LEAD IMAGE Mayor of London launches new Safety Permit in October 2019 (1)

Mayor of London Sadiq Khan launches the new safety permit in October 2019

Transport for London (TfL) has announced that it has issued more than 8,000 HGV safety permits as part of the Direct Vision Standard since it launched last October.

Freight operators are required to obtain a free permit, which is needed to be compliant with the scheme before enforcement begins on 26 October.

The Direct Vision Standard seeks to tackle road danger at its source by minimising HGV blind spots. Based on how much a driver can see directly through their cab windows, the star system rates HGVs over 12 tonnes from zero (lowest) to five (highest).

Each will need to meet a minimum one-star rating by the time enforcement begins to enable them to operate in London or will need to fit Safe System measures to improve the vehicle’s safety.

TfL described the number of permits issued so far as "encouraging" but estimates that there are around 250,000 HGVs entering London each year that will need to apply by the October deadline.

Every HGV over 12 tonnes will require a permit and it is possible to make multiple applications at once, which TfL hopes will make it easier for operators with larger fleets.

Almost 6,000 of the permits issued so far have been done through this process.

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Operators with vehicles rated zero star will need to allow extra time to apply for their permit as Safe System measures, including cameras and sensors, need to be installed and evidenced for a permit to be issued.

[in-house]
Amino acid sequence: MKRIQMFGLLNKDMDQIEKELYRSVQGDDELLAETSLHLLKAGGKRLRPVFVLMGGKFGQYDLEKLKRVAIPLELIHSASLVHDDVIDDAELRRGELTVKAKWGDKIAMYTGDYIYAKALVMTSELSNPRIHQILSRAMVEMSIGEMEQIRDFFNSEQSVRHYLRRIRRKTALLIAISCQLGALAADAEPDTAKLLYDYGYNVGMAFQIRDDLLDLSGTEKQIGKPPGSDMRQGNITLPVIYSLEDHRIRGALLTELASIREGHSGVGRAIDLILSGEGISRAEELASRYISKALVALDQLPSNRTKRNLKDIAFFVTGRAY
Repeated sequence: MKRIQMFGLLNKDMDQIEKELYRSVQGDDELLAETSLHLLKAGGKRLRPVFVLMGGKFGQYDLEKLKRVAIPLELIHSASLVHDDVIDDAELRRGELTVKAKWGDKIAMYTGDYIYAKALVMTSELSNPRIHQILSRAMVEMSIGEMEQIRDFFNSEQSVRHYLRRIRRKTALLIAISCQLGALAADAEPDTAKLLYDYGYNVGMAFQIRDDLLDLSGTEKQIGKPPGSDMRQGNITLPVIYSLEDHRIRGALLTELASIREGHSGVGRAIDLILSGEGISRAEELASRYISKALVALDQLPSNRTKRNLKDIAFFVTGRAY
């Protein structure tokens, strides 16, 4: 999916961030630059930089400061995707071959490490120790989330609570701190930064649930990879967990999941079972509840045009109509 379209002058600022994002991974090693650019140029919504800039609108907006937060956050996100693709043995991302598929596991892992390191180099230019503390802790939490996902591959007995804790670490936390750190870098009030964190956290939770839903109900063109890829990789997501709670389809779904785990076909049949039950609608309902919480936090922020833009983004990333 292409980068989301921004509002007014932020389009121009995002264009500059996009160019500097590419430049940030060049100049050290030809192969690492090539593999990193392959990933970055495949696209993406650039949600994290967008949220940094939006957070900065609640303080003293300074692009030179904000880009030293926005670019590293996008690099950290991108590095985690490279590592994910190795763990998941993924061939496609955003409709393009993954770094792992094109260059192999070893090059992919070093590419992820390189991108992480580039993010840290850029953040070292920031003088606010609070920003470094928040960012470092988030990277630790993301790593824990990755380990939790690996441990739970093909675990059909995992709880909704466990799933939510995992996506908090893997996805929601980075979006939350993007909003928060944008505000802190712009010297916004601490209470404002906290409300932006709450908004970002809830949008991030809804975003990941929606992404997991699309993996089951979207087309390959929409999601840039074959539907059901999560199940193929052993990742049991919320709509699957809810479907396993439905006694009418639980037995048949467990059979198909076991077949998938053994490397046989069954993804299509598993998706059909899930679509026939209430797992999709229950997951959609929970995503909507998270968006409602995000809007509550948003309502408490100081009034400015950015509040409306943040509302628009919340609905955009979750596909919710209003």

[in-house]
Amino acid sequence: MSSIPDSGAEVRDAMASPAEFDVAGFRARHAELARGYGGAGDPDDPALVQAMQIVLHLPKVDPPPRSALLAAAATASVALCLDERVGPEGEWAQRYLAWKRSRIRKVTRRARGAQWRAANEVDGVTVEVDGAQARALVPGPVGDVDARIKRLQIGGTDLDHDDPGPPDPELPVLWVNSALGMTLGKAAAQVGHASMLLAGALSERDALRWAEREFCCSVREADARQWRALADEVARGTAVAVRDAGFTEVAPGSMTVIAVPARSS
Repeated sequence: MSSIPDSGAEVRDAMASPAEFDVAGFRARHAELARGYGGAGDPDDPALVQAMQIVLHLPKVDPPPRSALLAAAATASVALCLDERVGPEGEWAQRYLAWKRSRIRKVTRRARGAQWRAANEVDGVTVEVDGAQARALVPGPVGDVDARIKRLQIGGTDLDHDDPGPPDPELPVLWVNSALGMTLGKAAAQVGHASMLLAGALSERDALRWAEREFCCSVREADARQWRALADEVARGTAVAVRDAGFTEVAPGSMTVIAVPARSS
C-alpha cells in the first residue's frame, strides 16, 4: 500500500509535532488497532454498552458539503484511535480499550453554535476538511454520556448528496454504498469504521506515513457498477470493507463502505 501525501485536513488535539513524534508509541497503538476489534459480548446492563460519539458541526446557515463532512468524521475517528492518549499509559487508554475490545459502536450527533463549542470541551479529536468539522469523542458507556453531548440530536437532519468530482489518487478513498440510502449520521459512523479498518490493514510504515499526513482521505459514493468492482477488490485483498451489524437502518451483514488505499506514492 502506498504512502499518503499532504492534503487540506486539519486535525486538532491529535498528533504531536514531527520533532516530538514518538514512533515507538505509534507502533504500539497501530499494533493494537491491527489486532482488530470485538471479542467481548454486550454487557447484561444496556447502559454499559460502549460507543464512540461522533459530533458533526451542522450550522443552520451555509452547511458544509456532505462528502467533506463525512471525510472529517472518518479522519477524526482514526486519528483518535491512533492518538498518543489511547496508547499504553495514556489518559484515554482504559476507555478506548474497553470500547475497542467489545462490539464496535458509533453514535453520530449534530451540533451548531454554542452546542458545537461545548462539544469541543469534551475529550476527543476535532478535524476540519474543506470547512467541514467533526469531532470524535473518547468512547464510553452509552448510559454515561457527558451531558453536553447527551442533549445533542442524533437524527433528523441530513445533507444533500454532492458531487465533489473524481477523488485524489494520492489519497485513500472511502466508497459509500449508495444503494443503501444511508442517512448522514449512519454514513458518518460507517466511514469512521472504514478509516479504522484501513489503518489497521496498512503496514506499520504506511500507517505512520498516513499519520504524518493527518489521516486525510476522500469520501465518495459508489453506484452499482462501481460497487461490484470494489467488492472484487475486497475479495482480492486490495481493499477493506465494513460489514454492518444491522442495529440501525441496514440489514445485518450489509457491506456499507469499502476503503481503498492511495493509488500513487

HGV operators who fail to meet these new minimum safety standards and obtain a permit will be issued a penalty charge of £550 a day for driving in the capital. The Direct Vision Standard will operate 24 hours a day, seven days a week and will be enforced within the Greater London Boundary.

More than 6% of the 8,000 Safety Permits issued so far have been for zero-star vehicles. The remaining 94% of permits – more than 7,500 vehicles – are rated between one and five star, meaning they are compliant with the Direct Vision Standard until new tighter measures are brought in in 2024.

TfL also revealed that more than 500 permits have been issued to lorries previously classed as the most dangerous on London’s roads, which have been required to make vital safety improvements. These vehicles have the lowest levels of direct vision from the driver’s cab and are rated zero star, which is why safety advances were needed.

Commented Christina Calderato, head of transport strategy and planning at TfL: “It’s promising to see that so many operators have applied for permits and made their vehicles safer since our safety permit scheme went live three months ago, but we would strongly advise all operators who haven’t yet applied to do so now. It’s vital that everyone plays their role in this life-saving scheme, and I’d like to remind operators that those who fail to meet our standards will not be permitted to drive in the capital.”